Spouses who do not want to divorce will no longer be able to contest it under changes to the law being announced by Justice Secretary David Gauke today.
At present, husbands and wives are able to challenge an application for divorce that has been initiated by their spouse.
That will no longer be the case when the changes come into effect a few months from now in what is the most radical shake-up of British divorce laws in half a century.
Other changes include removing the need to find fault as grounds for a divorce and introducing a minimum six month timeframe before a divorce can be granted.
At present, spouses must show evidence of "unreasonable behaviour" in order to be granted a divorce. If they are unable to do this, they must wait several years before qualifying for a divorce, conditions which will now be scrapped.
The Government said the changes were being introduced to help reduce levels of conflict between parents experiencing relationship breakdown and the subsequent damage that can be caused to children.
It also claimed that "marriages are not saved by the ability of one spouse to 'contest' a divorce in court" and that this provision in the current law was "known to be misused by abusers choosing to contest a divorce purely to continue their coercive and controlling behaviour".
Mr Gauke said: "Hostility and conflict between parents leave their mark on children and can damage their life chances.
"While we will always uphold the institution of marriage, it cannot be right that our outdated law creates or increases conflict between divorcing couples.
"So I have listened to calls for reform and firmly believe now is the right time to end this unnecessary blame game for good."
Aidan Jones OBE, Chief Executive at relationship support charity, Relate said the "outdated" requirement to apportion blame "increased animosity" and made it "harder for ex-partners to develop positive relationships as co-parents".
But Colin Hart, chairman of the Coalition for Marriage, voiced concern that the changes will lead to a spike in divorces.
"The Government is setting out to destroy the foundations of marriage by allowing cheating or bored spouses to walk away from a solemn, lifelong commitment whenever they choose and with the full support, and even encouragement, of the state," he said.
"It's all very well for the Minister to claim that he will always uphold the institution of marriage but marriage is being turned into an agreement with less security than a tenancy contract. This is not what people want. If it was they would not commit 'until death them do part'."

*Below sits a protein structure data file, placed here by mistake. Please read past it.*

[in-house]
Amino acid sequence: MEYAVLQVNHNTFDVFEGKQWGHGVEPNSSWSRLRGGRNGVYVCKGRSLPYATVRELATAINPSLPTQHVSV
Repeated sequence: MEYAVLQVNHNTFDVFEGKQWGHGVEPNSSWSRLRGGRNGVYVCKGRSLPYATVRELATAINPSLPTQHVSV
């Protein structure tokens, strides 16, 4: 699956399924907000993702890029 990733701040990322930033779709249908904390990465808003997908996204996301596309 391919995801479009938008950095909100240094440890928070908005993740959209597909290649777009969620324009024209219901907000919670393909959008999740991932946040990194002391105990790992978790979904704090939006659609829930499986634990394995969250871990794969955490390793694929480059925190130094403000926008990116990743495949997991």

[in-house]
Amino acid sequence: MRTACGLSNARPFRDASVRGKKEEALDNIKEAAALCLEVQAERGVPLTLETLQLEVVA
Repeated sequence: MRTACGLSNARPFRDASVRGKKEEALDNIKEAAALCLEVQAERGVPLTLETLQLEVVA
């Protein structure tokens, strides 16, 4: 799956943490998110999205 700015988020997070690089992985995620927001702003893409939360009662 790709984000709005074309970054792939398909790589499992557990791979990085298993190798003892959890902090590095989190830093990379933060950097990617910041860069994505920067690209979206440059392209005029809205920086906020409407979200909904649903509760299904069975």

Family Policy Officer at Christian advocacy group CARE, Jonathan Williams, shared similar concerns, saying the plans were "incredibly misguided" and would "undermine" marriage.
"If you make it easier to get a divorce, it is inevitable that the divorce rate will go up," he said.
"Today, the Government is putting forward a view of marriage that prioritises individual freedom, rather than encouraging sacrifice and commitment.
"To make marriage a relationship that one can exit unilaterally simply by saying you want out will fundamentally undermine the ability of marriage to bring stability to the lives of adults and children.
"We all agree that divorce is often hardest on children, but we think these changes will in fact lead to an increase in family breakdown, which is already at record high levels in the UK and therefore these changes will harm children, not help them."
He added: "The Government should be helping couples to stay together, rather than making it easier for them to split up."
Harry Benson, from the Marriage Foundation, has a different view and believes Christians have "nothing to fear" from the proposed changes.
"The fact is that once people pass through the door of the lawyer's office, the marriage is over," he said.
"We may wish it otherwise but that's the way it is. Almost no couples reconcile beyond this point. Moreover divorce represents the failure of a relationship.
"Even if one person appears to be guilty of appalling behaviour, it would be a foolish person who would attribute 100 per cent of the blame to one party and zero per cent to the other.
"Attributing blame hardly sets warring parents up for the task ahead that requires cooperation. The new law does not make divorce easy.
"It's breaking up that is hard to do. The legal process is merely the dotting of i's and crossing of t's. The really big issue we should be concerned about as Christians is couples who don't commit formally in the first place. With divorce rates at their lowest since the 1960s, today's marriages are doing really well. It is cohabiting couples who are three times as likely to split up."